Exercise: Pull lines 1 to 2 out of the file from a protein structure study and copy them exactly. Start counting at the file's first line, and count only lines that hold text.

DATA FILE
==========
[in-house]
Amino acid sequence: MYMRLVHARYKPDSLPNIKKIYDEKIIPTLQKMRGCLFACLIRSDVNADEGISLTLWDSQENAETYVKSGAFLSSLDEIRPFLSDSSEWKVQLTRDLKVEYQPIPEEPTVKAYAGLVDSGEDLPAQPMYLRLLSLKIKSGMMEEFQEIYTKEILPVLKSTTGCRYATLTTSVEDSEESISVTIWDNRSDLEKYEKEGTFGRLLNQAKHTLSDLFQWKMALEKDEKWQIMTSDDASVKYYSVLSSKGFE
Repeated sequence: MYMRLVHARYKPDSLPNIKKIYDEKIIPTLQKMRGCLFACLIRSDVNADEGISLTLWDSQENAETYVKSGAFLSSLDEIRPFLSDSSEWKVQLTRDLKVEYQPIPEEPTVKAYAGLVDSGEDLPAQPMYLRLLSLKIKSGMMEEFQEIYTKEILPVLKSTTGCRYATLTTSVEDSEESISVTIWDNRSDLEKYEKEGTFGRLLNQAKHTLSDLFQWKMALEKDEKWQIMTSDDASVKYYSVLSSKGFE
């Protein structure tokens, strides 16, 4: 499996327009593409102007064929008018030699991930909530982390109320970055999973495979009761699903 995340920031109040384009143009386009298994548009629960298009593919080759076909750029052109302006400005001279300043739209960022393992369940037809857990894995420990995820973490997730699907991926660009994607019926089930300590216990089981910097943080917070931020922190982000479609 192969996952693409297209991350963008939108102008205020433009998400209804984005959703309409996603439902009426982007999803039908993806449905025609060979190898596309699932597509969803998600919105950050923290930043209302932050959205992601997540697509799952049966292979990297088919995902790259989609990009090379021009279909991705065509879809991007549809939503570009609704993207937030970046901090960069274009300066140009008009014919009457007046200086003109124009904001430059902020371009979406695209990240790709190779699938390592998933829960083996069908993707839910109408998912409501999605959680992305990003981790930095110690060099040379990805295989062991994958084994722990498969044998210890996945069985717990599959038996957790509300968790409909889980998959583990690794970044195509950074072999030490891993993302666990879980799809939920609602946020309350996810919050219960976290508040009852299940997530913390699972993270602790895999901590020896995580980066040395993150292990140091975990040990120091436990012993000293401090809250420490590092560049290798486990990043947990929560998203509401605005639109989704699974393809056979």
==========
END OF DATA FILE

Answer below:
[in-house]
Amino acid sequence: MYMRLVHARYKPDSLPNIKKIYDEKIIPTLQKMRGCLFACLIRSDVNADEGISLTLWDSQENAETYVKSGAFLSSLDEIRPFLSDSSEWKVQLTRDLKVEYQPIPEEPTVKAYAGLVDSGEDLPAQPMYLRLLSLKIKSGMMEEFQEIYTKEILPVLKSTTGCRYATLTTSVEDSEESISVTIWDNRSDLEKYEKEGTFGRLLNQAKHTLSDLFQWKMALEKDEKWQIMTSDDASVKYYSVLSSKGFE